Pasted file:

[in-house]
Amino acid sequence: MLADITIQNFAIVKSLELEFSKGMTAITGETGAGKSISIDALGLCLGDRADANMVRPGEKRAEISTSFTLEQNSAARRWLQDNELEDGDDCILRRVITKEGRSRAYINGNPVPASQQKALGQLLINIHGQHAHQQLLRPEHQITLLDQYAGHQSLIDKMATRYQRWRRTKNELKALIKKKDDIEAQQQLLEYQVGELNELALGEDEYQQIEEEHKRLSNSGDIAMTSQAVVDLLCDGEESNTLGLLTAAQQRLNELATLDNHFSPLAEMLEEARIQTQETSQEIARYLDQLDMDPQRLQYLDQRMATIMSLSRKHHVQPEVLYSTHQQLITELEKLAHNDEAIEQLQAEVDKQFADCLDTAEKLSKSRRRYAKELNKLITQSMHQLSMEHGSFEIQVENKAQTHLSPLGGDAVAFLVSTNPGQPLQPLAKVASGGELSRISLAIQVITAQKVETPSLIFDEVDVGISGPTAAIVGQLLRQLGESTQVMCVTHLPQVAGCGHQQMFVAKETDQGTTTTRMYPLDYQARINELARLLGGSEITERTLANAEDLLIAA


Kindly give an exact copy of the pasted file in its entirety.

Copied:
[in-house]
Amino acid sequence: MLADITIQNFAIVKSLELEFSKGMTAITGETGAGKSISIDALGLCLGDRADANMVRPGEKRAEISTSFTLEQNSAARRWLQDNELEDGDDCILRRVITKEGRSRAYINGNPVPASQQKALGQLLINIHGQHAHQQLLRPEHQITLLDQYAGHQSLIDKMATRYQRWRRTKNELKALIKKKDDIEAQQQLLEYQVGELNELALGEDEYQQIEEEHKRLSNSGDIAMTSQAVVDLLCDGEESNTLGLLTAAQQRLNELATLDNHFSPLAEMLEEARIQTQETSQEIARYLDQLDMDPQRLQYLDQRMATIMSLSRKHHVQPEVLYSTHQQLITELEKLAHNDEAIEQLQAEVDKQFADCLDTAEKLSKSRRRYAKELNKLITQSMHQLSMEHGSFEIQVENKAQTHLSPLGGDAVAFLVSTNPGQPLQPLAKVASGGELSRISLAIQVITAQKVETPSLIFDEVDVGISGPTAAIVGQLLRQLGESTQVMCVTHLPQVAGCGHQQMFVAKETDQGTTTTRMYPLDYQARINELARLLGGSEITERTLANAEDLLIAA